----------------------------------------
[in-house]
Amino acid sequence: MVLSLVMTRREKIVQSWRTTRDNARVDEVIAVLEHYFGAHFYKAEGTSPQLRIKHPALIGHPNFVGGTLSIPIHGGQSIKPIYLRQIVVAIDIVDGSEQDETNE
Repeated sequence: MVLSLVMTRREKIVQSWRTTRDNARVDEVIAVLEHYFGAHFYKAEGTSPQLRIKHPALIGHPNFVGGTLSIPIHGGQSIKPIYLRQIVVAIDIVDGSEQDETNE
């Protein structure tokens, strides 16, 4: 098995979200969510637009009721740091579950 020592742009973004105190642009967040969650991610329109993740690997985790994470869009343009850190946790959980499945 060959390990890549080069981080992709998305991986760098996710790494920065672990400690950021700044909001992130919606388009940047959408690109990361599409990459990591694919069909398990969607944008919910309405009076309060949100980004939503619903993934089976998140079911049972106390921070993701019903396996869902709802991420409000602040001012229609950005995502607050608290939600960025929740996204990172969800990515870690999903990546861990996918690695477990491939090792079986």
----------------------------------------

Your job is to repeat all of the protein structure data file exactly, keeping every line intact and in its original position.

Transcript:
[in-house]
Amino acid sequence: MVLSLVMTRREKIVQSWRTTRDNARVDEVIAVLEHYFGAHFYKAEGTSPQLRIKHPALIGHPNFVGGTLSIPIHGGQSIKPIYLRQIVVAIDIVDGSEQDETNE
Repeated sequence: MVLSLVMTRREKIVQSWRTTRDNARVDEVIAVLEHYFGAHFYKAEGTSPQLRIKHPALIGHPNFVGGTLSIPIHGGQSIKPIYLRQIVVAIDIVDGSEQDETNE
């Protein structure tokens, strides 16, 4: 098995979200969510637009009721740091579950 020592742009973004105190642009967040969650991610329109993740690997985790994470869009343009850190946790959980499945 060959390990890549080069981080992709998305991986760098996710790494920065672990400690950021700044909001992130919606388009940047959408690109990361599409990459990591694919069909398990969607944008919910309405009076309060949100980004939503619903993934089976998140079911049972106390921070993701019903396996869902709802991420409000602040001012229609950005995502607050608290939600960025929740996204990172969800990515870690999903990546861990996918690695477990491939090792079986």